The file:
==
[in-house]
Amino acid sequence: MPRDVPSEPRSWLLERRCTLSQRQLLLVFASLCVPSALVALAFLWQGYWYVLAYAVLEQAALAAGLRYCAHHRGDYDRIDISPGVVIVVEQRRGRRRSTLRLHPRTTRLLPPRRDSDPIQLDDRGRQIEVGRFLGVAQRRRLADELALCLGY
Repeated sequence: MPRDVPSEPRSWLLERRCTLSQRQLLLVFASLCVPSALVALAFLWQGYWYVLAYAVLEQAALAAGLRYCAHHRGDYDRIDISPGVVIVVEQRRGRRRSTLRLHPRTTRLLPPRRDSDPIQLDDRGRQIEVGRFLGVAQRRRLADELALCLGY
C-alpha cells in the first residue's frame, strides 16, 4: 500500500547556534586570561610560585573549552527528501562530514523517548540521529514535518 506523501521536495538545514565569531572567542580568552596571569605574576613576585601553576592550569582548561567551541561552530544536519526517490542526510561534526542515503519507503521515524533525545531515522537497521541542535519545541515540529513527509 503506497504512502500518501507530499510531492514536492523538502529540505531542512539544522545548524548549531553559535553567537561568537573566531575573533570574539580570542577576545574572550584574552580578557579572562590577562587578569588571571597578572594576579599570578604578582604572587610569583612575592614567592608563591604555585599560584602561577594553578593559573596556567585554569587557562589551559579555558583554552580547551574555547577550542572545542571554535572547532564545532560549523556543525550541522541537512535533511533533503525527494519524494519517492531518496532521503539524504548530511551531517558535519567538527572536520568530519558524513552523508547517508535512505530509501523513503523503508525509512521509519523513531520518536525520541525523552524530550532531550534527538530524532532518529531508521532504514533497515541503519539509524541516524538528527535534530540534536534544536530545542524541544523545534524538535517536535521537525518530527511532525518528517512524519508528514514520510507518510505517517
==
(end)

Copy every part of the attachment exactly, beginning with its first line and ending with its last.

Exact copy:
[in-house]
Amino acid sequence: MPRDVPSEPRSWLLERRCTLSQRQLLLVFASLCVPSALVALAFLWQGYWYVLAYAVLEQAALAAGLRYCAHHRGDYDRIDISPGVVIVVEQRRGRRRSTLRLHPRTTRLLPPRRDSDPIQLDDRGRQIEVGRFLGVAQRRRLADELALCLGY
Repeated sequence: MPRDVPSEPRSWLLERRCTLSQRQLLLVFASLCVPSALVALAFLWQGYWYVLAYAVLEQAALAAGLRYCAHHRGDYDRIDISPGVVIVVEQRRGRRRSTLRLHPRTTRLLPPRRDSDPIQLDDRGRQIEVGRFLGVAQRRRLADELALCLGY
C-alpha cells in the first residue's frame, strides 16, 4: 500500500547556534586570561610560585573549552527528501562530514523517548540521529514535518 506523501521536495538545514565569531572567542580568552596571569605574576613576585601553576592550569582548561567551541561552530544536519526517490542526510561534526542515503519507503521515524533525545531515522537497521541542535519545541515540529513527509 503506497504512502500518501507530499510531492514536492523538502529540505531542512539544522545548524548549531553559535553567537561568537573566531575573533570574539580570542577576545574572550584574552580578557579572562590577562587578569588571571597578572594576579599570578604578582604572587610569583612575592614567592608563591604555585599560584602561577594553578593559573596556567585554569587557562589551559579555558583554552580547551574555547577550542572545542571554535572547532564545532560549523556543525550541522541537512535533511533533503525527494519524494519517492531518496532521503539524504548530511551531517558535519567538527572536520568530519558524513552523508547517508535512505530509501523513503523503508525509512521509519523513531520518536525520541525523552524530550532531550534527538530524532532518529531508521532504514533497515541503519539509524541516524538528527535534530540534536534544536530545542524541544523545534524538535517536535521537525518530527511532525518528517512524519508528514514520510507518510505517517